But Yahoo's unchanged outlook on revenue for 2008 may not provide enough leverage to help the company fend off an unsolicited takeover attempt by Microsoft or push up its offer price.
In a conference call following the earnings announcement, Yang reiterated Yahoo's rejection of Microsoft's $31-a-share bid as substantially undervaluing the company's "one-of-a-kind global brand."
But he added that Yahoo remains open to a potential deal with Microsoft while "expeditiously pursuing" other alternatives.
For the quarter, Yahoo reported earnings of 11 cents per share on revenue of $1.35 billion (excluding traffic acquisition costs) that were at the high end of the company's forecast range.
Wall Street had expected profit of 9 cents a share on revenue of $1.32 billion, according to a survey of analysts by Thomson Financial.
Yahoo's EBITDA (Earnings Before Interest, Taxes, Depreciation and Amortization) of $433 million in the quarter was also above the estimated midpoint of $425 million.
The company got a lift during the quarter from a non-cash gain of $401 million through the initial public offering of China-based Alibaba.com, which Yahoo holds a 40% stake in. Overall, Yahoo said its international revenue dropped by 11%, while U.S. revenue jumped 19%.
Yahoo executives remained tight-lipped about the latest developments surrounding the company's epic takeover stand-off with Microsoft. Regarding a recent test to outsource paid search ads to Google, President Sue Decker said it was too early to say whether the effort would lead to a wider partnership with Google.
"It's premature to speculate on what options we may ultimately pursue or whether some form of arrangement might result," said Decker, referring to the search ad trial the companies announced two weeks ago.
She stressed that Yahoo still plans to be a significant player in search, noting that the company surpassed its three-year goal of 10% volume growth in U.S. search during the quarter and came close to that goal internationally.
Decker also cited upgrades to parts of its Panama search platform aimed at improving the relevancy of ads by lowering bid requirements for advertisers with higher click-through rates.
Furthermore, revenue per search (RPS) was up 15% globally. Even so, Decker acknowledged that Yahoo has a ways to go catch up with Google in search monetization. When it launched Panama, the company estimated that it had about a 100% RPS gap with Google. That gap has been narrowed by 30 percentage points, leaving about 70% still to close.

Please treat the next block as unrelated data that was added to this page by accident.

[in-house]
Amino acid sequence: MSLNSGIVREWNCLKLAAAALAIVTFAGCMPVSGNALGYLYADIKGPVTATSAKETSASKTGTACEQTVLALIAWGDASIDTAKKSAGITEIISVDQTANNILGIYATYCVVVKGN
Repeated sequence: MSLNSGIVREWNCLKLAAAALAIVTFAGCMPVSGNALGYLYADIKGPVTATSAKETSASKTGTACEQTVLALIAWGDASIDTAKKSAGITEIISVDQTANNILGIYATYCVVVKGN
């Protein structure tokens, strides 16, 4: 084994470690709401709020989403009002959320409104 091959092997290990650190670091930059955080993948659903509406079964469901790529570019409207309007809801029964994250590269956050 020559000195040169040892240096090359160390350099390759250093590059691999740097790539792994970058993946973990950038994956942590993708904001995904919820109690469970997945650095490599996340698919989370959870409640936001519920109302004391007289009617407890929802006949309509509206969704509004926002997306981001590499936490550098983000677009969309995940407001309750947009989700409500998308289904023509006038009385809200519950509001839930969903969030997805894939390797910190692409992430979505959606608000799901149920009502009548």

On the display side, Yahoo reported that revenue on its own sites increased 16% compared to the year-earlier period, and that inventory had exceeded its goal of 12% growth in the quarter.
Chief Financial Officer Blake Jorgensen said Yahoo has continued to see softness in both display and search in financial services, travel and retail advertising sales as a result of the broader economic downturn.
The areas in which the company continued to see "double-digit" growth included automotive, telecom, pharmaceutical and consumer packaged goods advertising. Among the stronger categories, however, telecom and technology were only strong in display.
"The underlying marketing services business continues to grow at very healthy rates," he said.
Decker also noted that CPMs on remnant inventory sold through its Right Media Exchange had nearly doubled and that premium inventory prices were up modestly.
Looking ahead, Jorgensen affirmed Yahoo's full-year 2008 revenue estimate of $7.2 billion to $8 billion, but raised guidance on free cash flow from a range of $850 million to $1 billion to $900 million to $1.050 billion.
The estimate on operating cash flow was also increased from $1.725 billion to $1.97 billion to $1.77 billion and $2.025 billion.
Some analysts had suggested that a significant boost in Yahoo's full-year guidance could give the company a stronger hand in negotiating a higher bid from Microsoft. But its modest 2008 outlook isn't likely to place additional pressure on the software giant to sweeten its bid.
For his part, Microsoft CEO Steven Ballmer reiterated that the company was sticking with its $31-per-share bid.
"We think we can accelerate our strategy by buying Yahoo, and will pay what makes sense for our shareholders," Ballmer said Tuesday in a Reuters report while on business in Morocco. "I wish Yahoo all the success with its results, but it doesn't affect the value of Yahoo to Microsoft."
Microsoft has threatened to lower its bid and launch a proxy fight by Saturday if Yahoo doesn't begin merger talks. In a preview report issued Monday, Piper Jaffray analyst Gene Munster predicted that if Yahoo's quarterly earnings met expectations, a proxy contest would be the most likely step in the unfolding corporate drama.
In after-hours trading, Yahoo's shares were trading down 0.53% at $28.39.